The Dude Abides
Someone is always saying to me, "you dig jazz, check out this Dead concert from..." and then they name some date and muddy field somewhere. I usually listen out of courtesy, or because I'm sitting on their sofa, and I try to like the Dead. I really do.
It is just not possible.
The answer to this dilemma might just be Sun Ra. You see, back in the 1980s I heard Sun Ra's Arkestra live in a small club in Columbus, Ohio. It was a life changing experience and one of the most memorable nights of music I've ever witnessed. I soon began accumulating Sun Ra recordings to recapture that magic. Two hundred or so discs later and I never have. Recordings just cannot capture the communal experience of a live show. So, maybe it's the same thing for Dead fans. The recordings cannot replicate the event, but they might just trigger some dopamine center in their brains.
So what does that leave us with? I'm certainly not ready to chuck my CD and LP collection and roam the earth like David Carradine from that 1970s TV show Kung Fu in search of live music. I will, and maybe you should also, pledge to get out of the house and catch a live show every chance you can.
Keefe Jackson's Likely So
A Round Goal
The Chicago saxophonist, via Fayetteville, Keefe Jackson delivers an 'old soul' recording with A Round Goal, a live 2013 date from the Jazzwerkstatt Festival in Berne, Switzerland. The old soul referred to is that of AACM composers and saxophonists Anthony Braxton and Henry Threadgill. Jackson, a principal of the new breed of Chicago improvisers assembled a 7-piece all-reed ensemble to perform his compositions. His music consists of highly structured parts and wildly free improvisational passages.
Like Braxton and Threadgill, Jackson encourages his band, Likely So, to extend the range of their instruments, pushing the limits of sound while maintaining a discipline to the various structures he constructs. Likely So is made up of fellow Chicagoans Mars Williams and Dave Rempis, Polish Clarinetist Waclaw Zimplel and the Swiss players Thomas K.J. Mejer, Peter Schmid, and Marc Stucki.
Like a saxophone quartet or a doo-wop band, Jackson arranges intricate, sometimes bluesy passages, for improvisors to glide over. His "Overture" opens the disc with a Braxton-like collage of sound, stacking marches, Gershwin parts, and cartoon songs into a rich garden of sound. The combination of reeds and their varying tones, from sopranino to contrabass saxophones and alto clarinet to bass clarinets elevates and enlivens the music, making the music sound like a saxophone quartet on steroids.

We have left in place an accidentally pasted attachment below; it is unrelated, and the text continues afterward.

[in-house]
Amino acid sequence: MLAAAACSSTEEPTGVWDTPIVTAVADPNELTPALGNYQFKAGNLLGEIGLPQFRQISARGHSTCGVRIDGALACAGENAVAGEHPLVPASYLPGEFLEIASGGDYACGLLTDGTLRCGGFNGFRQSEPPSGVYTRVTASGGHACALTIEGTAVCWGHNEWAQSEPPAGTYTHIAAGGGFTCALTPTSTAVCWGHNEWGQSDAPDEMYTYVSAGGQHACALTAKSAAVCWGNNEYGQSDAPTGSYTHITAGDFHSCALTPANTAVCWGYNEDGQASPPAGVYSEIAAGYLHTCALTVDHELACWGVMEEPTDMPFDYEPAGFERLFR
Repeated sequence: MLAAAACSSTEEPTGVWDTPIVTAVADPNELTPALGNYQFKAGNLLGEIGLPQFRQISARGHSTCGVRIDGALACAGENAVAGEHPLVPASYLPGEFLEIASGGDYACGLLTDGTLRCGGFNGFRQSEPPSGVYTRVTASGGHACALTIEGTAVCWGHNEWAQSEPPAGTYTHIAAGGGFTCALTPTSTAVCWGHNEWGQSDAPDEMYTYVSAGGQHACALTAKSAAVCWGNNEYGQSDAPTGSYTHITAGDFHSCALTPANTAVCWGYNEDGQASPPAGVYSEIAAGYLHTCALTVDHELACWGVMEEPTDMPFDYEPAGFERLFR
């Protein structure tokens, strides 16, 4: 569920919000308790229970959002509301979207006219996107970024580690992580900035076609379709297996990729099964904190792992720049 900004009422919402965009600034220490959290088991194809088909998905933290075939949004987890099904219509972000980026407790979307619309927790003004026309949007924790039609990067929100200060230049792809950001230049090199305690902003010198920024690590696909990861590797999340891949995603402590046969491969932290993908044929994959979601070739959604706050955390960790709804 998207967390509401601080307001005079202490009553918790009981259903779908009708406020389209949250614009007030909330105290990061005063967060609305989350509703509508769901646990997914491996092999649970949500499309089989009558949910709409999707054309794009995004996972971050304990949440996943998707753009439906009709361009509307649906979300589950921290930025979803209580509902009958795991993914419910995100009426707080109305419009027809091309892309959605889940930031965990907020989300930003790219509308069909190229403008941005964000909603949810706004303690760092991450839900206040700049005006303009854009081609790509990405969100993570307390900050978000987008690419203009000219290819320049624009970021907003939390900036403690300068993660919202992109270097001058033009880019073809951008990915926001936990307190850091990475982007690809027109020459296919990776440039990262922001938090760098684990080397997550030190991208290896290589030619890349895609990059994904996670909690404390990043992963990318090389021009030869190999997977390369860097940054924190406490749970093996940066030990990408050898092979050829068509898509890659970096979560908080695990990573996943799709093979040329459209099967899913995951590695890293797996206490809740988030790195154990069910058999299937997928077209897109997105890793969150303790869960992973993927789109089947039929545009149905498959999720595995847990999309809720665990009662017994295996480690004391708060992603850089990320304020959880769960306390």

Jonah Parzen- Johnson
Look Like You're Not Looking
Baritone saxophonist Jonah Parzen-Johnson follows up his solo disc Michiana (Primary Records, 2012) with Look Like You're Not Looking, a 7" vinyl EP pressed as a limited edition of 350 (also available as a download). The two tracks, both clocking in at 4:16, showcase his baritone saxophone experimentations. Like Mats Gustafsson and Colin Stetson, Parzen-Johnson is a master of the big horn, the baritone saxophone. He opens the title track with an a cappella blues riff that expands via electronics and his own overblowing into a chorus of sound before returning to his initial theme. His music, more traditional than avant, expresses an organic mushrooming of sound. He expresses a folk music for a new tribe of people, one that has access to new technologies and uses them as opposed to being used by them. The flip side delivers "Stay There, I'll Come To You" another simple song that gets layered with overblown multiphonics and layered electronic manipulation. His vocalizations and breath maintain the story here, a small treasure of a recording.
Misidentifying the latest solo recording by Danish pianist August Rosenbaum as an ECM Records release is both a blessing and a curse. Heights, his second solo record, follows Beholder (Hiatus, 2010) and expands his sound adding instruments and electronics into the mix. The opener "Bloomer," a cinematic vision begins with some electronic noodles that give way to a meditative composition that is revealed by way of piano, some dark and woody bass and the interlaced guitar streams of Joel Gjærbøl and Jakob Bro. Rosenbaum's pieces grow organically from his simple conceptions. Maybe it is the Nordic element that calls to mind the sounds favored by Manfred Eicher, but the ECM vibe is strong here.